The White-eye, the Territorial Government, the Hui Manu, and Introduced Species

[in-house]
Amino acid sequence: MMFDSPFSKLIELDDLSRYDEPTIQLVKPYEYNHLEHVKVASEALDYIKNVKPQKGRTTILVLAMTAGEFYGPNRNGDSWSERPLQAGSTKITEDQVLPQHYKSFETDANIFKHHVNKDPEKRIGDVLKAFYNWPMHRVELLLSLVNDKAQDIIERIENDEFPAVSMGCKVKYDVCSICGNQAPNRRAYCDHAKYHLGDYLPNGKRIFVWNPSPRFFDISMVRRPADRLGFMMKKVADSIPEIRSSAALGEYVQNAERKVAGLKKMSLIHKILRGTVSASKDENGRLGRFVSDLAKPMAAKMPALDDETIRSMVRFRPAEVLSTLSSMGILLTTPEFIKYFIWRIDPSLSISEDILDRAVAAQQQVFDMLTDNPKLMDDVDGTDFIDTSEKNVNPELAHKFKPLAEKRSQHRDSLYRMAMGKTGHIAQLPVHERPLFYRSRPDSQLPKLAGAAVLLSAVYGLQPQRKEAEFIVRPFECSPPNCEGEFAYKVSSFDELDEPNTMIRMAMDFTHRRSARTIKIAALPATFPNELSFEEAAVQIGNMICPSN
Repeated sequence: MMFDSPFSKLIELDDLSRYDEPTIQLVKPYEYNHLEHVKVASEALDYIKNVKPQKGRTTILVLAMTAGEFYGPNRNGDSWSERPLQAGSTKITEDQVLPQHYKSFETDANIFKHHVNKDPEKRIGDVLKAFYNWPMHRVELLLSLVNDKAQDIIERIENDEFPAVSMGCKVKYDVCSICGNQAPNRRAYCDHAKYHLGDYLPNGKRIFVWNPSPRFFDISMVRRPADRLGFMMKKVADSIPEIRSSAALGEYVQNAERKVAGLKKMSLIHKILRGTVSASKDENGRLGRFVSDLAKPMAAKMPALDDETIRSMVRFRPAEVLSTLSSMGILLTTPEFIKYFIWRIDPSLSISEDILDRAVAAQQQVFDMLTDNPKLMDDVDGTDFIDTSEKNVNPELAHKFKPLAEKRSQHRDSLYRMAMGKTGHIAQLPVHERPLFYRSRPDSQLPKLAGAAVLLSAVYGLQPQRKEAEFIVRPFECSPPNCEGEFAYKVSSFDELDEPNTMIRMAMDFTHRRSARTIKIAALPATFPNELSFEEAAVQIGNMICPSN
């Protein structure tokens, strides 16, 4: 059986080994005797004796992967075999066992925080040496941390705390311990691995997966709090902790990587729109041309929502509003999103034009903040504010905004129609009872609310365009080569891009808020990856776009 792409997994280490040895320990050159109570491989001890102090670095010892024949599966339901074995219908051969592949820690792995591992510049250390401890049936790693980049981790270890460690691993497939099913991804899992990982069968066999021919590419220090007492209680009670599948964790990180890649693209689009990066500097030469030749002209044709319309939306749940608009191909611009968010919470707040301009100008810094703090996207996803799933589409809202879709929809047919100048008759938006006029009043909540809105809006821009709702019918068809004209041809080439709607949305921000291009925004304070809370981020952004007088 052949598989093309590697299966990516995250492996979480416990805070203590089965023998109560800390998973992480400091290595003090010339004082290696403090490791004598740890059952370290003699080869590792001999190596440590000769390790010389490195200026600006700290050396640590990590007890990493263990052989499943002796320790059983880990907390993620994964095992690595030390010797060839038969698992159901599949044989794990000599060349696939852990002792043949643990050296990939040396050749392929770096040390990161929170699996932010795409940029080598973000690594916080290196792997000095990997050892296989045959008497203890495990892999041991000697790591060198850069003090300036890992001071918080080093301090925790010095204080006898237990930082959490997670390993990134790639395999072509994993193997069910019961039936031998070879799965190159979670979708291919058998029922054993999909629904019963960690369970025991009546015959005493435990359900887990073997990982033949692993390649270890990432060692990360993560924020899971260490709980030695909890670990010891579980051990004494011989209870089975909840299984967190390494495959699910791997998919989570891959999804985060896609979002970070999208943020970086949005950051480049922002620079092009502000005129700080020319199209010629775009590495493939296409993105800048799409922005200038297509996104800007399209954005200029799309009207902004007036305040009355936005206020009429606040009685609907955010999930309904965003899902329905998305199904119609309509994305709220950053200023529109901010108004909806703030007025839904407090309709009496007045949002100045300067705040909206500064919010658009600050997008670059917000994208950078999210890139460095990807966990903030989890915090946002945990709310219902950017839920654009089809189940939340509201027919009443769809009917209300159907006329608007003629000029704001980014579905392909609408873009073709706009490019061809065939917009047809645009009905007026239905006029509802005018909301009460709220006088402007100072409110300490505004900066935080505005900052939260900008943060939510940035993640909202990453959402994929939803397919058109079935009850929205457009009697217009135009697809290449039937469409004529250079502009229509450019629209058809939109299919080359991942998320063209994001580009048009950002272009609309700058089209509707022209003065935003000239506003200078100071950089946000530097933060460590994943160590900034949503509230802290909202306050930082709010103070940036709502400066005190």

This chapter examines the Japanese White-eye, Zosterops japonicus, and the confounding nature of introduced species, some of which have been here long enough to have evolved into something unique to the islands. The White-eye, also known by its Japanese name Mejiro, has been a fixture in the islands since it was introduced on Oʻahu by the Hawaiʻi Board of Commissioners of Agriculture and Forestry (BCAF) in 1929, which was interested in birds primarily as a form of insect control. The White-eye's introduction was then continued by the Hui Manu, a private group founded in 1930 as an acclimatization society that introduced birds from around the world for aesthetic reasons.
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